It’s not unusual in the IT world to have difficulty explaining what you do to your parents. It is, however, a cause for concern when your peers, even your superiors, don’t have a clear understanding. Unfortunately, that’s the case with architects right now.
Part of the problem is terminology. Terms like Enterprise Architect, Solutions Architect, Technical Architect, Information Architect, Business Architect, Database Architect, Software Architect, Network Architect, Systems Architect, User Experience Architect, Security Architect, Application Architect, and Infrastructure Architect are thrown around without authoritative definition and little agreement as to what they mean. I’ve yet to see a comprehensive taxonomy and I won’t be attempting one here. Instead, I hope to highlight some recent work in the area and contribute something of my own to help increase understanding.
The best place to start, is with some definitions. As I noted in the blog’s inaugural post, Wikipedia defines “architecture” as “…both the process and product of planning, designing and construction”. Merriam-Webster’s second definition for “architect” is “a person who designs and guides a plan or undertaking”. These definitions, in my opinion, apply regardless of the type of architect being described. All architects plan, design, and guide.
I’ve found three articles that, in my opinion, do a good job of illustrating how different architect roles relate to each other and what those roles do: IASA Sweden’s Study of Architect Roles, ArchiTech Consulting LLC’s “Enterprise Architecture .vs. Collection of Architectures in Enterprise”, and Igor Lobanov’s “Differences Between Architecture Roles”. I conclude with my thoughts on the subject.
IASA Sweden’s Study of Architect Roles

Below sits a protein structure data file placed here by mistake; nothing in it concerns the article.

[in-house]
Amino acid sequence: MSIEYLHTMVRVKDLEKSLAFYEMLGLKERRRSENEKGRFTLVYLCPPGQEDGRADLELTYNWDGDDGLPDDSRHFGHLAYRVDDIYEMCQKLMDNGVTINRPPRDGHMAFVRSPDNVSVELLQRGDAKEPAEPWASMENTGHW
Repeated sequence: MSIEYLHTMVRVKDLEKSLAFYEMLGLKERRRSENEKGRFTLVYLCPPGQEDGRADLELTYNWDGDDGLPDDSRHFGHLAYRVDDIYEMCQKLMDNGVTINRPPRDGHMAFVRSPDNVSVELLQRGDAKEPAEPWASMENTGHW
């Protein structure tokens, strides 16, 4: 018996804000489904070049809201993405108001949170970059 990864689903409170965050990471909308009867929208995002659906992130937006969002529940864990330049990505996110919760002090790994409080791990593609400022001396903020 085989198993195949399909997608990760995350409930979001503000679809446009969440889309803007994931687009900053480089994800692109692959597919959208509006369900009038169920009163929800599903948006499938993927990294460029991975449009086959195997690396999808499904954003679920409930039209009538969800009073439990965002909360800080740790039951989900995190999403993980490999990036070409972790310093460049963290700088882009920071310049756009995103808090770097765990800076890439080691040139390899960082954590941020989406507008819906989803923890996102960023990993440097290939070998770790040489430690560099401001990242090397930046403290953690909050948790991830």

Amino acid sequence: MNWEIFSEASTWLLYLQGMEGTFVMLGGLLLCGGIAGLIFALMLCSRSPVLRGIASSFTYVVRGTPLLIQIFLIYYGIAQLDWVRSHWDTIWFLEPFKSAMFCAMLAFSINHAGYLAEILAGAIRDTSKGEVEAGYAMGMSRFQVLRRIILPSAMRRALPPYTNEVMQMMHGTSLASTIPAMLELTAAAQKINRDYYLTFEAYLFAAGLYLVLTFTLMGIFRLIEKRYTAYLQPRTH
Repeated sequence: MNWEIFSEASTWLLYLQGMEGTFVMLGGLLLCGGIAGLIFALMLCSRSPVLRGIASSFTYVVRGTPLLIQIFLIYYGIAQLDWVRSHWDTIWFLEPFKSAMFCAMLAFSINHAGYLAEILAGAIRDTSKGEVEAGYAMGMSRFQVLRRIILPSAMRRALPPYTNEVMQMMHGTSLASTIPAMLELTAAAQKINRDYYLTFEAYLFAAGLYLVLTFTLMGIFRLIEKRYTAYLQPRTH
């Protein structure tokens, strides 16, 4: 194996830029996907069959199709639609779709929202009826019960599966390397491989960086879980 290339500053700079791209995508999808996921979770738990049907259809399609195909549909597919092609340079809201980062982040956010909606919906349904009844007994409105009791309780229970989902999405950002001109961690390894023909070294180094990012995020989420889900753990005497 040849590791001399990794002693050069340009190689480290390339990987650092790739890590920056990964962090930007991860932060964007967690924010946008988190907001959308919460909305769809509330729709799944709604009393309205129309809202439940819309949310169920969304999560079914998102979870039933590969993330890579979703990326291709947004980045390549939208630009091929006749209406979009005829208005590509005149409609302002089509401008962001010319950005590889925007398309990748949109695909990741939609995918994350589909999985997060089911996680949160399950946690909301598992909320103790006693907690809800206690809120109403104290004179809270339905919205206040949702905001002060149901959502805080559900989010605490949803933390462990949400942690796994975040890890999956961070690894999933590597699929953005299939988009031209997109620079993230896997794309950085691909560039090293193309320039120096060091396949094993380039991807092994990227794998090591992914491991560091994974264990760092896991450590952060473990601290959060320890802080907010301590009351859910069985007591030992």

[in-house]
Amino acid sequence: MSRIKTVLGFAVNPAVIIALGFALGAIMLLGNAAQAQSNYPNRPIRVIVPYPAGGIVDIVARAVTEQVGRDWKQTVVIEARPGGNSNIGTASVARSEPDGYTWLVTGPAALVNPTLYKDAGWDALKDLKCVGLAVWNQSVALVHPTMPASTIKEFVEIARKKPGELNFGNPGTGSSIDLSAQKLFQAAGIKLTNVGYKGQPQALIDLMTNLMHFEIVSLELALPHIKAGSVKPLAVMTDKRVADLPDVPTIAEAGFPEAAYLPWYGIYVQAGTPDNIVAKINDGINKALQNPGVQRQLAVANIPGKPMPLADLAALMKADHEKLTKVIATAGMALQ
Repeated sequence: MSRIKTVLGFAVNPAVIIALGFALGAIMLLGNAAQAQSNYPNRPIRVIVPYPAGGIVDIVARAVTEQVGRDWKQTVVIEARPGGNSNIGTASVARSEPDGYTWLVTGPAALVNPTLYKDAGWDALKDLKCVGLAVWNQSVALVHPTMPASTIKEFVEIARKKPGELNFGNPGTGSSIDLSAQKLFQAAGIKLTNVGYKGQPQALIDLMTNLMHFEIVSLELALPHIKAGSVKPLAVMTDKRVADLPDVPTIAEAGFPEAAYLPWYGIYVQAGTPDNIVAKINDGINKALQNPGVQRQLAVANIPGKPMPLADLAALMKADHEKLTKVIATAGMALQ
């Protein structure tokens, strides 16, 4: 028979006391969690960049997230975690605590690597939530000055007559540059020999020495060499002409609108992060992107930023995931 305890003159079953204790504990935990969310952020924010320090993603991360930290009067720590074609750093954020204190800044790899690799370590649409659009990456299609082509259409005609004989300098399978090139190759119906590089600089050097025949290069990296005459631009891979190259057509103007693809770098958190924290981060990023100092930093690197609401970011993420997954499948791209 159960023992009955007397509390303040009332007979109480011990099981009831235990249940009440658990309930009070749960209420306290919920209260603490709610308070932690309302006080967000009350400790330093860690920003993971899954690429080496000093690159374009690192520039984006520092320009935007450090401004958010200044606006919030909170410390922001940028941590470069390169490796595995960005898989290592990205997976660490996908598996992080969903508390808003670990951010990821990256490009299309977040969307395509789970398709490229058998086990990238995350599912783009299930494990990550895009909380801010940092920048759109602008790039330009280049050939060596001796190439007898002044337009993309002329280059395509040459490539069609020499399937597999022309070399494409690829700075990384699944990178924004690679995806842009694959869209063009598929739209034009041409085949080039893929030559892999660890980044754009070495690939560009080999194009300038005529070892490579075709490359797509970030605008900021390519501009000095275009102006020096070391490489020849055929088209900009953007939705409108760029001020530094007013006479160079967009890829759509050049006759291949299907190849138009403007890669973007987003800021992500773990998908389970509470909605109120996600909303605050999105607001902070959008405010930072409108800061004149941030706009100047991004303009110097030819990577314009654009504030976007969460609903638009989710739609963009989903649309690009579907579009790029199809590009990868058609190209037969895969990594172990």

The Sweden chapter of Iasa (originally the International Association of Software Architects) commissioned a study of Architect Roles that was published in the April 2008 edition of The Architecture Journal. The article dealt with four roles: Enterprise Architect, Business Architect, Solution Architect, and Software Architect. The roles are described as overlapping (see image below) and differing in depth and breadth of knowledge as well as scope of interest. Unfortunately, the article ignores two architectural domains: Technology Architecture and Information Architecture. Additionally, the description of the Enterprise Architect is too IT-centric.
ArchiTech Consulting LLC’s “Enterprise Architecture .vs. Collection of Architectures in Enterprise”
“Enterprise Architecture .vs. Collection of Architectures in Enterprise” by Yan Zhao, PhD, was posted on the ArchiTech Consulting LLC blog on November 21. While the article was mainly focused on the Zachman Framework and how it defines a collection of architectures within an enterprise, it also illustrated the relationship of architectures (and by extension, architects) within that framework (see image below). While it leaves out the overlap, it does a much better job of showing the level at which each role works and it includes the Information Architecture domain.
Igor Lobanov’s “Differences Between Architecture Roles”